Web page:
In which Annie (high school teacher, mother of two young girls and a younger boy) and her aunt Deborah (children's bookseller, mother of two young women in their 20s) discuss children's books and come up with annotated lists.

Monday, June 18, 2012

First loves: Lois Lowry

Dear Aunt Debbie,

Apologies for the longer-than-usual grading hiatus!  I somehow managed to miss the fact that my seniors' grades were due today until late last week, so further paper grading on top of the portfolios took away the Friday night I was saving for you and Lois Lowry.

I have been meaning to write about my deep and abiding love for Lois Lowry for over a year, since we had that foray into "first loves": the YA authors whose books I read and reread until their cheap pages wore down, whose entire canons I owned, the books I can still practically quote from now, more than 20 years later.  I wrote about Madeline L'Engle as sci-fi and as chick lit, Cynthia Voight, and Paula Danziger, but the list would be sadly incomplete without Lowry.

Now, I'm not talking about the serious, dystopian, later Lowry that you covered in your excellent post last week, though she is the Lois Lowry my students know -- they've all read The Giver, and it blew their minds in 5th and 6th grade and set them up for a good time with Ursula K. LeGuin and her ilk later in life.  No, the Lowry I adored was the creator of the Anastasia books.

In the first Anastasia book, Anastasia Krupnik, our heroine is 10 years old.  She has freckles, big owl glasses, and a name too long to fit across the front of a t-shirt: middle-grade outsider, and thus someone I instantly identified with.  She lives in Boston with her father (an English professor and poet) and mother (a painter), and early in the book finds out that her parents are expecting a baby boy.  She's not thrilled about the news.  The third-person text of the book is interspersed with Anastasia's changing lists of "Things I love" and "Things I hate," which she keeps in a private green notebook, and which provide a commentary on the action.

In summary, the book sounds cute and possibly wholesome, like the photo cover image of the current paperback, up there on the left (the pricklier, stranger cover I remember from my edition is on the right).  What I have always loved about Anastasia, though, is her weirdness, and the supportive weirdness of her parents.  Here they are on page 2:

Anastasia had a small pink wart in the middle of her left thumb.  She found the wart very pleasing.  It had appeared quite by surprise, shortly after her tenth birthday, on a morning when nothing else interesting was happening, and it was the first wart she had ever had, or even seen.

"It's the loveliest color I've ever seen in a wart," her mother, who had seen others, said with admiration.

"Warts, you know," her father had told her, "have a kind of magic to them.  They come and go without any reason at all, rather like elves."

I love those parents.

The action in the book is episodic, and contains the requisite number of cringe-inducing middle grade experiences and rebound moments.  Anastasia writes a poem for homework, a lovely free verse poem about small quiet sea creatures, which her teacher Mrs. Westvessel rewards with an F because it doesn't follow the rhyming structure she's been taught.  Her father (who keeps drafts of his poems in the refrigerator crisper drawer so they won't burn if there's a fire) reads it aloud, and changes the F with his red pen to "Fabulous."  Rereading it tonight, I got all choked up.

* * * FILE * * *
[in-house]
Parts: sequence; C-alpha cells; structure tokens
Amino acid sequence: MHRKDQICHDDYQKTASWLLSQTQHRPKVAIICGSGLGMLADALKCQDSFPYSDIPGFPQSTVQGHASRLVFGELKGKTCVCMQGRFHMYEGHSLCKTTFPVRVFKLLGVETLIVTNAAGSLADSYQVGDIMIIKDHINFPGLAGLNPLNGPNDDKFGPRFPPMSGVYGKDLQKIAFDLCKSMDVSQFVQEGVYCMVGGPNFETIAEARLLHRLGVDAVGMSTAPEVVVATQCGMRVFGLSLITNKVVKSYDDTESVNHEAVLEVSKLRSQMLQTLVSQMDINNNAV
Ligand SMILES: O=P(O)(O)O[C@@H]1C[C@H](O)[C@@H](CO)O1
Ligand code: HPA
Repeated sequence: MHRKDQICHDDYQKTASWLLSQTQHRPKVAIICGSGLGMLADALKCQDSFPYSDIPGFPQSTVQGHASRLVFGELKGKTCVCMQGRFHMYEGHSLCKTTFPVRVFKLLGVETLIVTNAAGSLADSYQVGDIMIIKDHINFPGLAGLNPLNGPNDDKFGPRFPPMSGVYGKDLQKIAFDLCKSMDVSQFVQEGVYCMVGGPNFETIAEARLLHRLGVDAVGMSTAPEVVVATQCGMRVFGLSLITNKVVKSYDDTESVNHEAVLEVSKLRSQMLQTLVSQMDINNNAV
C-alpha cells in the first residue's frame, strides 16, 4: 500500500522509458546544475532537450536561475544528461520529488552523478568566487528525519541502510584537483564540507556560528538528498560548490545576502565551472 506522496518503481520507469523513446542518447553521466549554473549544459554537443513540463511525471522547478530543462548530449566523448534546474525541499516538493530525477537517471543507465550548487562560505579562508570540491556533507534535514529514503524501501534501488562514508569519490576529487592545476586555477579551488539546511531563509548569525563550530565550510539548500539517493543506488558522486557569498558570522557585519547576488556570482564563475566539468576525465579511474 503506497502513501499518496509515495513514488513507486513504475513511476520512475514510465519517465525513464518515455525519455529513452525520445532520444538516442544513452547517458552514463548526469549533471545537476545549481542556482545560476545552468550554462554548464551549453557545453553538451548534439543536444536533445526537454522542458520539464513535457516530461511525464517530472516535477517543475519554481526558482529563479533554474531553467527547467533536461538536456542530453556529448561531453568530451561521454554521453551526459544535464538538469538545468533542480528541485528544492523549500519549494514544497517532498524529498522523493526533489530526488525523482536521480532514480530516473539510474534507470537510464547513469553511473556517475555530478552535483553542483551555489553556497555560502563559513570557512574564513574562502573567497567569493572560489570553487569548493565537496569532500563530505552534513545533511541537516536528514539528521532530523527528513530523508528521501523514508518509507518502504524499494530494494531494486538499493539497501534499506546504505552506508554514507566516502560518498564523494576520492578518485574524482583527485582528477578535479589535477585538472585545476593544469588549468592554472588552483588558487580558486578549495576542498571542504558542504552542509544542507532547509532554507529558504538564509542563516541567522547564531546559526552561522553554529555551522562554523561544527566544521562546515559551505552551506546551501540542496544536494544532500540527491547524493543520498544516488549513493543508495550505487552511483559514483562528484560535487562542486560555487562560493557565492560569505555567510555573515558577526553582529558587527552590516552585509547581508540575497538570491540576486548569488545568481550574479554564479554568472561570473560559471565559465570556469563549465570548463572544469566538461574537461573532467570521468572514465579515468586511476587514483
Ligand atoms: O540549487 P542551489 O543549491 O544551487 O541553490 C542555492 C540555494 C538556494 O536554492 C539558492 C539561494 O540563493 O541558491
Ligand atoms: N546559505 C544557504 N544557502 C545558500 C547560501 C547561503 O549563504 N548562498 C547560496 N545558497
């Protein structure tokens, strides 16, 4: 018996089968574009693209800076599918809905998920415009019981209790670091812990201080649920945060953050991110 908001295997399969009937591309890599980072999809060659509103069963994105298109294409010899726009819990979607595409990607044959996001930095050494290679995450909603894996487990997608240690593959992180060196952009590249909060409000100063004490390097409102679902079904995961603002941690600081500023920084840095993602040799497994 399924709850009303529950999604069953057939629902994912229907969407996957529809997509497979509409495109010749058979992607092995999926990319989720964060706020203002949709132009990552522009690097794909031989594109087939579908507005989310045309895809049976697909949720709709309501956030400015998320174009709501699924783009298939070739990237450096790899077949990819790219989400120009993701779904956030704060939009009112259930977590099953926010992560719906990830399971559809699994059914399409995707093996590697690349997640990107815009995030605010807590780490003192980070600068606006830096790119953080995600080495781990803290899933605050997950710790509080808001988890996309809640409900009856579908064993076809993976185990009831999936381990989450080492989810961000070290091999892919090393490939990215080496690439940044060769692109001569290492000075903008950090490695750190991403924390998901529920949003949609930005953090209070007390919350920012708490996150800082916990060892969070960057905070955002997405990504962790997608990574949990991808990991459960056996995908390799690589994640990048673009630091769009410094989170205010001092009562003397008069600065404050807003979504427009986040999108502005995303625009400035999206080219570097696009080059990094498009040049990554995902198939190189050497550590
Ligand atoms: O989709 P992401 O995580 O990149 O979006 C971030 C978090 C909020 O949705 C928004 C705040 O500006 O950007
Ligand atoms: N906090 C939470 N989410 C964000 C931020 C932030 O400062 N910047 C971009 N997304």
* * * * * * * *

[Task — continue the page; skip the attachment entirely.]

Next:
The episode I hated most as a kid because it made me cringe so badly, but which interests me now, involves Anastasia's crush on Washburn Cummings, a boy in her school.  Washburn is black, and has an Afro (the book was published in 1979); in order to express her admiration for him, Anastasia rats and teases her normally straight hair to mimic his, and goes to school that way.  Mortal embarrassment.  But it's such a straightforward treatment of race and not fully understanding difference, it's kind of fabulous, too.

When faced with the knowledge that she's getting a younger brother, Anastasia threatens to run away from home.  One of the ways her parents dissuade her from doing so is by giving her power: her father says Anastasia can name the baby.  Because she is planning to hate him, Anastasia chooses the worst name she can think of, and writes it in her notebook.  The name?  One-Ball Reilly.  (Weirdness!)  Of course, when she first sees him, she falls in love, and the last scene has her giving him the name which will carry on through the rest of the series, and into his own series: Sam.

There were several other Anastasia books, and a whole Sam series I've never read.  I stayed with the series through Anastasia Again, Anastasia at Your Service, Anastasia, Ask Your Analyst, Anastasia on Her Own, Anastasia Has the Answers, and Anastasia's Chosen Career.

In the second book, which might have been my favorite, Anastasia and her family move to the suburbs of Boston.  Anastasia is at first totally resistant to the move, made because the family needs more space and her mother wants a studio for her painting.  She makes Sam promise to pretend to be allergic to every suburban house they visit, and her one request is to have her room in a turret.  Of course, the house the Krupnick family finds contains a turret for Anastasia, a huge library for her father, a light-filled studio for her mother, and a grassy neighborhood filled with interesting people.  Sam starts to pretend to sneeze, and Anastasia shuts him up.  As a kid growing up in a one-bedroom apartment with my family of four, I found the description of the house both compelling and foreign.  As an adult, I recognize it as Lowry's foray into real-estate wish fulfillment.

Okay, yes, I want the house too.  But I'll settle for a good reread of a great, strange little series.

Love, Annie

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